9. Moss and Brill’s Hamilton Theatre

Hamilton Theatre
Thomas Lamb’s signature terra cotta is saved by the Landmarks Preservation Committee. Courtesy of After The Final Curtain.

Moss and Brill’s Hamilton Theater, which was later renamed the RKO Hamilton Theater, is located in Manhattan’s Hamilton Heights. The theater opened on January 23, 1913 and was designed by Thomas Lamb, who also designed the Loew’s Canal Theatre. Vaudeville operator Benjamin Moss and theater developer Solomon Brillis commissioned the theater, though when Moss retired in 1928, it was converted to a movie theater.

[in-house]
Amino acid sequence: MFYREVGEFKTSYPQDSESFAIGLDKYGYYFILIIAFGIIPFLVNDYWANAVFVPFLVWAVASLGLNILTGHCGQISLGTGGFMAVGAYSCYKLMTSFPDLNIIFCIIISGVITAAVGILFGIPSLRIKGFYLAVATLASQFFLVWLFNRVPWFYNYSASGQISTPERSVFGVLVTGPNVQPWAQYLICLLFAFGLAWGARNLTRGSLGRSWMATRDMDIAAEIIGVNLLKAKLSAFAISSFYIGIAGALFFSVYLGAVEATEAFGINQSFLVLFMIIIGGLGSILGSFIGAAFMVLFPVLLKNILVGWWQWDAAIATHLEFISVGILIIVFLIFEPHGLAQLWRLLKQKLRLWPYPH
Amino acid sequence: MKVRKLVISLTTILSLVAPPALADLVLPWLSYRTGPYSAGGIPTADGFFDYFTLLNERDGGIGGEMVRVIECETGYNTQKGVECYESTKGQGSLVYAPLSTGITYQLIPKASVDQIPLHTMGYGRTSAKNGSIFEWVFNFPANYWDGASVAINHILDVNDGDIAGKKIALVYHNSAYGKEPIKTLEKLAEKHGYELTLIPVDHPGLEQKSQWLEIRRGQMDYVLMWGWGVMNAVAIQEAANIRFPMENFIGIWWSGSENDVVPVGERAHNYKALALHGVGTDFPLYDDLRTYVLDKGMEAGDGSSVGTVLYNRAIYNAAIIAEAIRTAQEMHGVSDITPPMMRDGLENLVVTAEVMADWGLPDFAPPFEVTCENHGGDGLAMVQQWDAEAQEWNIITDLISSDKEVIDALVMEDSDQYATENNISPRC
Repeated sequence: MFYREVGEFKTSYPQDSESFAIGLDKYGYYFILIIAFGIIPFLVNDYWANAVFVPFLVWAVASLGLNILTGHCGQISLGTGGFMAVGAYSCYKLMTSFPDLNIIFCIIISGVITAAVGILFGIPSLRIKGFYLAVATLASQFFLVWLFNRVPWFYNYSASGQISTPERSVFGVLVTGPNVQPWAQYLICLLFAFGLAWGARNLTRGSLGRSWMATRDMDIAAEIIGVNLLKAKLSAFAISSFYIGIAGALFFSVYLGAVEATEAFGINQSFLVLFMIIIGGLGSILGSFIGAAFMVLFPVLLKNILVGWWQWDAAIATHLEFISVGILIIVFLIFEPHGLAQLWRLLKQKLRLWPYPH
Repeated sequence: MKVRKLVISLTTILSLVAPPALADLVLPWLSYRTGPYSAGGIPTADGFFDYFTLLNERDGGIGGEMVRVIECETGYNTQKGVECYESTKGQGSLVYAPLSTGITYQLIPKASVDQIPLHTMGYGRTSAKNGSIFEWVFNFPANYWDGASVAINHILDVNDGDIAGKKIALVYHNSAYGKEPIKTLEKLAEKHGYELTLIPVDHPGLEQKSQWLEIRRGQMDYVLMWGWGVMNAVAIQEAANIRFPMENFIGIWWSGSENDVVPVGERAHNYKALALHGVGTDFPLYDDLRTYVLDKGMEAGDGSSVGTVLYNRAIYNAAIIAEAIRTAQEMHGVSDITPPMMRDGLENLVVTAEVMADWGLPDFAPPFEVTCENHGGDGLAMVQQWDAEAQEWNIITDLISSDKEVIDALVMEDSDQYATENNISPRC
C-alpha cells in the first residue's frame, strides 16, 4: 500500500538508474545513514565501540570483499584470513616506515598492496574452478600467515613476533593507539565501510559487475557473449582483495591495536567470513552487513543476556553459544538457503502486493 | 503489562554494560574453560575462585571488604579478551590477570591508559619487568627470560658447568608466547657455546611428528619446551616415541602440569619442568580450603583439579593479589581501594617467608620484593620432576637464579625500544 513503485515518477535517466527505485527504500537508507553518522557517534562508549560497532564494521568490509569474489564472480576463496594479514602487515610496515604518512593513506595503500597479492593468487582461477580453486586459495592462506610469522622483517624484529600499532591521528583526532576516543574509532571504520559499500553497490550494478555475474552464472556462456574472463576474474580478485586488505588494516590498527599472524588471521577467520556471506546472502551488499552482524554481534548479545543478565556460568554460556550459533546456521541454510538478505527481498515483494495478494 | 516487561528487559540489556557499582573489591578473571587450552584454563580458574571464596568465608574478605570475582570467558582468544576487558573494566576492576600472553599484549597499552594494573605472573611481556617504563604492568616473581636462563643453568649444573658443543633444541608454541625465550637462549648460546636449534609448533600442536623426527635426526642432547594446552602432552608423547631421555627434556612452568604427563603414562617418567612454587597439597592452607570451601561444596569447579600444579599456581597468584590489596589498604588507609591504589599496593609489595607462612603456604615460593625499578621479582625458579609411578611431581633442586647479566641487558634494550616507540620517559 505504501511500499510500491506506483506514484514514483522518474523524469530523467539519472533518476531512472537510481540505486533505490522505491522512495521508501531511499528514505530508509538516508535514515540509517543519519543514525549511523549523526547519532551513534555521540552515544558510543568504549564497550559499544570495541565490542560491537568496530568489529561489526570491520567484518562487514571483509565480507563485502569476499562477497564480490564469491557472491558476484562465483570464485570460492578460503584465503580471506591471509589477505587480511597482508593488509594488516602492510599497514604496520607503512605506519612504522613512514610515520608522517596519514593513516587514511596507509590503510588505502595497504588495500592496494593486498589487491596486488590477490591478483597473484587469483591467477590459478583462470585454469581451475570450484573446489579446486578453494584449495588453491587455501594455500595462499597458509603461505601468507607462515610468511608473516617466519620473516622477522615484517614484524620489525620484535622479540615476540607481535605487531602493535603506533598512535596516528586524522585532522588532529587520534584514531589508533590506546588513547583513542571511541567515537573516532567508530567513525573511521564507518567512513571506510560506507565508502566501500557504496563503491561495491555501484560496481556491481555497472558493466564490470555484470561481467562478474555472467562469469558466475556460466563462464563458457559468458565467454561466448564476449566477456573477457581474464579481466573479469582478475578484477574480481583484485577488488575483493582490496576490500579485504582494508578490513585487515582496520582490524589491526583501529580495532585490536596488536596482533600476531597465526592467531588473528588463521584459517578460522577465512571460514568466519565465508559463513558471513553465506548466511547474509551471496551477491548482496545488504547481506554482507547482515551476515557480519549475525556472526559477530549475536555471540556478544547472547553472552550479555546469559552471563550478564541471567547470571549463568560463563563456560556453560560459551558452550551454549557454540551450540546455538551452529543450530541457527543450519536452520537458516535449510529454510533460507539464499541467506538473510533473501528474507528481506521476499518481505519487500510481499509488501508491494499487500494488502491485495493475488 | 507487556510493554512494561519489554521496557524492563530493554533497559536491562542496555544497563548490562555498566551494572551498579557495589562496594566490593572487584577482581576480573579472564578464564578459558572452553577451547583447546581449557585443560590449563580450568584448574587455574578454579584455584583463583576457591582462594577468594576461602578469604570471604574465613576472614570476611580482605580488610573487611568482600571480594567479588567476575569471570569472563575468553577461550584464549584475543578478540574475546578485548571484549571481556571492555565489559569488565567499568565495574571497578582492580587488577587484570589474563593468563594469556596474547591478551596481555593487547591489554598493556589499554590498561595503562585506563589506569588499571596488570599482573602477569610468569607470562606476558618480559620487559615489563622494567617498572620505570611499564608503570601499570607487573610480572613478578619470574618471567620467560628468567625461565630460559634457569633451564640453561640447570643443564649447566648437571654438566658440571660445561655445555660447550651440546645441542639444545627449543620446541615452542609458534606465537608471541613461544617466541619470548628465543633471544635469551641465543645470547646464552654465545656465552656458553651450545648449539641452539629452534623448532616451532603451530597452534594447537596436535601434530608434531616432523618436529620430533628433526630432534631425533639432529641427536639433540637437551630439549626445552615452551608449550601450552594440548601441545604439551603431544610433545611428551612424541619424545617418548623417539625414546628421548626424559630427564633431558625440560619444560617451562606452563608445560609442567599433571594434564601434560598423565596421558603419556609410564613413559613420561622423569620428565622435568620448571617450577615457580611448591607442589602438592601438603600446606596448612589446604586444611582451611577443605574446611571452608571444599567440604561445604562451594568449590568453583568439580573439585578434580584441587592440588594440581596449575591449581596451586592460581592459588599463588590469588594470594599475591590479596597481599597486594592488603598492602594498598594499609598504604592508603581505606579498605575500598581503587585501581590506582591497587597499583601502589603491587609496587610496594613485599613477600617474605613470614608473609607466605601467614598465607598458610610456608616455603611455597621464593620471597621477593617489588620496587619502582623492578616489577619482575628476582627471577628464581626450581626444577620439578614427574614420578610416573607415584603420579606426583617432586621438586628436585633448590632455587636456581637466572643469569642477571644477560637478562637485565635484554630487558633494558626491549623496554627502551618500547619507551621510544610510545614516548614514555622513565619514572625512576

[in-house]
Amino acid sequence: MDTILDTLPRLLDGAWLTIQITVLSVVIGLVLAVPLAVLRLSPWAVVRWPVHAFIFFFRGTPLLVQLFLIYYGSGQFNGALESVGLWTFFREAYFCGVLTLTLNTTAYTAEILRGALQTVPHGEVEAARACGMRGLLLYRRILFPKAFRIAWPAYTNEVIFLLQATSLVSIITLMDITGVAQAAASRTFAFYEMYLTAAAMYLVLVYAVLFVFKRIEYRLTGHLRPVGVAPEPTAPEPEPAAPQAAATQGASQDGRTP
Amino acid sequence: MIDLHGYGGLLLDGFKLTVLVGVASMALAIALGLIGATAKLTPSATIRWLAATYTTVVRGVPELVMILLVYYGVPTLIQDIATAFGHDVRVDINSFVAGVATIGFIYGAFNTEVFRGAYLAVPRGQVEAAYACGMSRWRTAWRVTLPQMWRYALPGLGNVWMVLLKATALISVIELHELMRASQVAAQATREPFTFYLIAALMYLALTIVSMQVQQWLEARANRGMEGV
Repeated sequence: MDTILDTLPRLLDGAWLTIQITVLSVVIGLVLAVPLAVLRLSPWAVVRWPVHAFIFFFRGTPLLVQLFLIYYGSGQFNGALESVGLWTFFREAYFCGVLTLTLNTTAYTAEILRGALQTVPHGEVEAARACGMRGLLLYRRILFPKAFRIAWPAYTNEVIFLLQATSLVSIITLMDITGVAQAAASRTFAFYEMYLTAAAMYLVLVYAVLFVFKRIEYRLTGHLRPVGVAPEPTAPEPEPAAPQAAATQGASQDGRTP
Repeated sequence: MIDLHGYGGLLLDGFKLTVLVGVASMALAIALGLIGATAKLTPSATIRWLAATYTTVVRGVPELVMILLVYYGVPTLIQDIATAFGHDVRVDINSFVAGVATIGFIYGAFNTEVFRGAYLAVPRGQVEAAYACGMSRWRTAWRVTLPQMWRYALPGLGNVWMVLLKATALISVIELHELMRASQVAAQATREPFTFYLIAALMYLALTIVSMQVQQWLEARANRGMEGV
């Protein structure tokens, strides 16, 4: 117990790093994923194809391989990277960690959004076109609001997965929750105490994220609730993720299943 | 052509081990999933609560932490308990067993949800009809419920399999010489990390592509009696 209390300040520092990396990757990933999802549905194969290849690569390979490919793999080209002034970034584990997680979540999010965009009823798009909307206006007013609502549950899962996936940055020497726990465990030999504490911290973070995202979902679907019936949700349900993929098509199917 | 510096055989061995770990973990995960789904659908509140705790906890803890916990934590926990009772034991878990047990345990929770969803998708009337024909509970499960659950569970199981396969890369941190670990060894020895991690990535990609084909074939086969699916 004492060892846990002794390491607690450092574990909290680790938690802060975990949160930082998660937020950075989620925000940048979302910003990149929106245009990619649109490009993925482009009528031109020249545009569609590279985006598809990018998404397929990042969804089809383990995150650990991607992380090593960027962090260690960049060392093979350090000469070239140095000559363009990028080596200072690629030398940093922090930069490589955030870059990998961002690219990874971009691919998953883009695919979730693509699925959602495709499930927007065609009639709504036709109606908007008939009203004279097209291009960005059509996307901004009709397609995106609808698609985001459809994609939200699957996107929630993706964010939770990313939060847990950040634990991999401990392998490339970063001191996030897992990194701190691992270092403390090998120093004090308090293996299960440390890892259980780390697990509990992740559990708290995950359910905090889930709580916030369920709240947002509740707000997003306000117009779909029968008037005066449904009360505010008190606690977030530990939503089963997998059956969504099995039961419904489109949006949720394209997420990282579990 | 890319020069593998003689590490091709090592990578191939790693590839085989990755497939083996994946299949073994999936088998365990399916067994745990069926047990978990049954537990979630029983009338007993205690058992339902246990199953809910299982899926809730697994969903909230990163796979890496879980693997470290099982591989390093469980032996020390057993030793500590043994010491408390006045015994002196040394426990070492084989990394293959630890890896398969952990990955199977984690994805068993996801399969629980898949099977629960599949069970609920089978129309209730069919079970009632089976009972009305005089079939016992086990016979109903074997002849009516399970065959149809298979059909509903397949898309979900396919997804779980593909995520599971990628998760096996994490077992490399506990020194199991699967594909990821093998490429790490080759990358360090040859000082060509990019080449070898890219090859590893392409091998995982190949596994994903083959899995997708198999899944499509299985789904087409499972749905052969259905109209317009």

It is notable for being one of the first theaters in New York City to exclusively play films. However, Hamilton Theater stopped showing films in 1958. Following this change, a church bought the theater in 1965 before it was sold again sometime in the mid-1990s. Since the Some of the theater was used for retail space while other parts were used as a warehouse. In 2000, the exterior of the theater, which is similarly marked by Lamb’s signature terra cotta, was named a city landmark.